Secondly, there is a technique to keep your nylon rode virtually free of chafe. It’s the “inverse kellet.” Instead of adding weight to the rode (a kellet) —a technique which I don’t recommend at all btw— you add a small buoy. This lifts your nylon rode from the bottom. Nylon is only about 10% heavier than water so you can lift a lot with very little buoyancy. When the wind picks up your buoy is submerged and the nylon rode is stretched, and is therefore still away from the bottom. You must have enough chain lead of course. 30’ might do it but I’d go with a little more.

If you buy new chain 1/4 should be easy enough to lift by hand without additional mechanical help such as a ratchet, assuming you’re a reasonably fit and well built male, even in strong winds. But don’t get windlass calibrated chain, instead get some with elongated shackles through which you can easily splice your nylon rode, which you need to have at the end anyway regardless of the length of chain you end up buying. It’s nice to have 300’ or more rode overall if you consider going further afield. Plus the longer shackles keep the weight down as well.

So there you have it. Minimize your chain if weight or budget are an issue and use the “reverse kellet” to preserve the nylon part, or else go “all chain” (plus additional nylon for those exceptionally deep anchorages) if you can spend the money and can accomodate the space and weight of the rode. My 2 cents.
2big2small is offline   Reply With Quote
Old 05-07-2018, 22:03   #19
cruiser

Join Date: Jan 2012
Location: Lake Ontario
Boat: Ontario 38 / Douglas 32 Mk II
Posts: 3,250
Re: Do I "need" all-chain rode in the eastern Caribbean?

No, you don't "NEED" all chain.

We usually anchor in about 12 ft of water, over sand, mud, or clay.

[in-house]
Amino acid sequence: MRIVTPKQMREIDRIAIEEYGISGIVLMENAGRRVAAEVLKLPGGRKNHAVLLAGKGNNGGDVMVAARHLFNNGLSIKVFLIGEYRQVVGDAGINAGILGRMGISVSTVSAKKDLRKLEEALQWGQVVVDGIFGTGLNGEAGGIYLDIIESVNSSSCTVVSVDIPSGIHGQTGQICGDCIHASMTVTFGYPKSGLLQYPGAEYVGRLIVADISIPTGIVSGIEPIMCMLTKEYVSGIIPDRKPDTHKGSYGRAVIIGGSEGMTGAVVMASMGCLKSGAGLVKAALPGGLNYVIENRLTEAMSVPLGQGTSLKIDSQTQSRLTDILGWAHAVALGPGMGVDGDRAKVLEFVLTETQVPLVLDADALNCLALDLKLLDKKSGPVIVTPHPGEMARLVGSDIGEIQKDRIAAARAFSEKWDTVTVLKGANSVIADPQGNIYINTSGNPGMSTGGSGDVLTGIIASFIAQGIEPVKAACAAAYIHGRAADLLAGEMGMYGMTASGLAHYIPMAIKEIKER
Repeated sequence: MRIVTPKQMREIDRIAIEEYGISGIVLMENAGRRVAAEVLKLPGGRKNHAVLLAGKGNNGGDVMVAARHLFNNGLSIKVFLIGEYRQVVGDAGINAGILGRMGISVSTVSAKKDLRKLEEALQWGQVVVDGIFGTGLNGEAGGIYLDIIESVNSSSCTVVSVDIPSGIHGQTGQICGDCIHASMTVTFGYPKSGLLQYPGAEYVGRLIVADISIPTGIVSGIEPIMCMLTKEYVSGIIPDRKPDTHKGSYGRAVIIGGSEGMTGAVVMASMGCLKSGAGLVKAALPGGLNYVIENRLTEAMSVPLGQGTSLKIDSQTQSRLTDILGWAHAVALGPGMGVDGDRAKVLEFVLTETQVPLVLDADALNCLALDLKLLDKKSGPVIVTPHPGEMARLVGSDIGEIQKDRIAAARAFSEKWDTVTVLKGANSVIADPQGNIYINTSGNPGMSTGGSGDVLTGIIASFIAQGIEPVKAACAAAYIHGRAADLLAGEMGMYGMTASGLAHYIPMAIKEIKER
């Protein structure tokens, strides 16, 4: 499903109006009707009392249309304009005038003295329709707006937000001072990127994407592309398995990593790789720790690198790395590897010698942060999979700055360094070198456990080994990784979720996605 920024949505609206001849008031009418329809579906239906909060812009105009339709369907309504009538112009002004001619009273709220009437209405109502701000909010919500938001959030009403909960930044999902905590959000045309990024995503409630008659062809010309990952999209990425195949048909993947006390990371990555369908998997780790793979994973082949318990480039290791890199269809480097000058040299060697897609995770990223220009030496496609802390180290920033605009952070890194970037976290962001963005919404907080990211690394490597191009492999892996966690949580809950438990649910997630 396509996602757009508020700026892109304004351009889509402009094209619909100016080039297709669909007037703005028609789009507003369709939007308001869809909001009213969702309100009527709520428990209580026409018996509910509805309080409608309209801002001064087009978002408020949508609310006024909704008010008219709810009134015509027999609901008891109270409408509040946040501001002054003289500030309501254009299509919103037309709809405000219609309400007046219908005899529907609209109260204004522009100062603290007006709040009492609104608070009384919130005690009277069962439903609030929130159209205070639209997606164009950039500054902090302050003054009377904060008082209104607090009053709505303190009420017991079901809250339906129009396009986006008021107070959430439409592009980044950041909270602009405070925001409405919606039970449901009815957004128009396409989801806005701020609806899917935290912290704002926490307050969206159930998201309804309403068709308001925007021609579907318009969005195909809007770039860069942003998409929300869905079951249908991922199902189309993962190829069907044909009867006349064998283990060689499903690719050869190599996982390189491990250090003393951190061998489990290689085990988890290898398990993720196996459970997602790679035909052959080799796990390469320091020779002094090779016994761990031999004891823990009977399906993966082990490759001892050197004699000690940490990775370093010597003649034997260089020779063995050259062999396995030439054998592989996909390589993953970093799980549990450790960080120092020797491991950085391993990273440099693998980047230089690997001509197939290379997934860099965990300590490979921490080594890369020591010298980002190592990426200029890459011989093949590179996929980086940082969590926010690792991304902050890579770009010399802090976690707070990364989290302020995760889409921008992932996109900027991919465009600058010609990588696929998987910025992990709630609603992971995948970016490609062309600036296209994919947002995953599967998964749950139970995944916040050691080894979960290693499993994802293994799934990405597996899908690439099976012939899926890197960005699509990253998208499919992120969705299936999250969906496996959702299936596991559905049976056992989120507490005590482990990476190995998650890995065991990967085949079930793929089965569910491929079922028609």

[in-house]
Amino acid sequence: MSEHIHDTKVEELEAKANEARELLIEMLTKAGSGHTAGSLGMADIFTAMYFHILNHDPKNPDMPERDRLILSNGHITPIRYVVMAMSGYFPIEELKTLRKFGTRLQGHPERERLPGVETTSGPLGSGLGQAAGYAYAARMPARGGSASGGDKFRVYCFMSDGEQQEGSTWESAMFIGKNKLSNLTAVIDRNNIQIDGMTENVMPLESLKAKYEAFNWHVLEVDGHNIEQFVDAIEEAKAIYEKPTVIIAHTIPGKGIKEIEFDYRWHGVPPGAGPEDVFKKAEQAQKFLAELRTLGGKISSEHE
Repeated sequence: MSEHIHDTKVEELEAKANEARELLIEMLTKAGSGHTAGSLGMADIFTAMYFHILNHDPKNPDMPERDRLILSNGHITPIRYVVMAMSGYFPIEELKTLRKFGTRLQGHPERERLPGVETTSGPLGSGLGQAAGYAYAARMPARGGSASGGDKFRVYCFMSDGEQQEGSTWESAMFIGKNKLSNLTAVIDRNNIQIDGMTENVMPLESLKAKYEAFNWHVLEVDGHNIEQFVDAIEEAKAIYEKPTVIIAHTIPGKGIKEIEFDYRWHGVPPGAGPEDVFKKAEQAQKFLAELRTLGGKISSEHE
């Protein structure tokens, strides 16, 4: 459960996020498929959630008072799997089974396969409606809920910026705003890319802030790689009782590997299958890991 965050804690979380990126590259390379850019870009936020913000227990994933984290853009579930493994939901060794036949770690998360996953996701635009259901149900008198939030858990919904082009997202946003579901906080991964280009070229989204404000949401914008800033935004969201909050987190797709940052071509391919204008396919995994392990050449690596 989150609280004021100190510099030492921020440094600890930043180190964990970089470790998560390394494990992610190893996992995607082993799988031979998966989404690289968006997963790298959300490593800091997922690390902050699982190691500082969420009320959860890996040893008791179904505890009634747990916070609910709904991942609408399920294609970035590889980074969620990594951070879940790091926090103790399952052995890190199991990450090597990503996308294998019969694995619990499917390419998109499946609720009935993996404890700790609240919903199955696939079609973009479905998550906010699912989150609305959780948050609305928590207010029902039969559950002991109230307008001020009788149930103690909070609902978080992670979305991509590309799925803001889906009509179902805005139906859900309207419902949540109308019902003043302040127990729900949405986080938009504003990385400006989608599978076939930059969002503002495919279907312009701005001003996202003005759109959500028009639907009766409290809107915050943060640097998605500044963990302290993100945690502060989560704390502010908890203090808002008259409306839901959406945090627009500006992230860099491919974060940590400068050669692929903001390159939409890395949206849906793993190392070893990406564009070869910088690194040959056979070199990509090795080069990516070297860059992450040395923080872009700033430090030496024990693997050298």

Our rode is 75' of 5/16" chain coupled to 150 ft of 5/8" triple strand, on a Lofrans Project 1000 windlass.

When anchoring, I just pay out all of the chain and then about 10 ft of nylon, cleat it off, and kick back a cold one. No need for chain stopper, bridle, or snubber.

In a blow, I pay out a bunch more nylon.

Always wake up where we went to sleep.
ramblinrod is offline   Reply With Quote
Reply

Tags
Caribbean, eastern caribbean, rib, rode

Thread Tools Search this Thread
Search this Thread:

Advanced Search
Display Modes Rate This Thread
Rate This Thread:

Posting Rules
You may not post new threads
You may not post replies
You may not post attachments
You may not edit your posts

BB code is On
Smilies are On
[IMG] code is On
HTML code is Off
Trackbacks are Off
Pingbacks are Off
Refbacks are Off


Similar Threads
Thread Thread Starter Forum Replies Last Post
"recent price reduction""owner anxious""bring all offers" sailorboy1 Dollars & Cents 15 06-11-2019 04:06
Considering switch to all chain rode R_C Anchoring & Mooring 43 05-01-2016 12:15
All Chain Rode Opinions ADMPRTR Anchoring & Mooring 45 04-03-2011 16:17
All Chain Rode . . . Overkill ? RSMacG Anchoring & Mooring 56 25-09-2010 15:33

Advertise Here


All times are GMT -7. The time now is 08:57.


Google+
Powered by vBulletin® Version 3.8.8 Beta 1
Copyright ©2000 - 2024, vBulletin Solutions, Inc.
Social Knowledge Networks
Powered by vBulletin® Version 3.8.8 Beta 1
Copyright ©2000 - 2024, vBulletin Solutions, Inc.

ShowCase vBulletin Plugins by Drive Thru Online, Inc.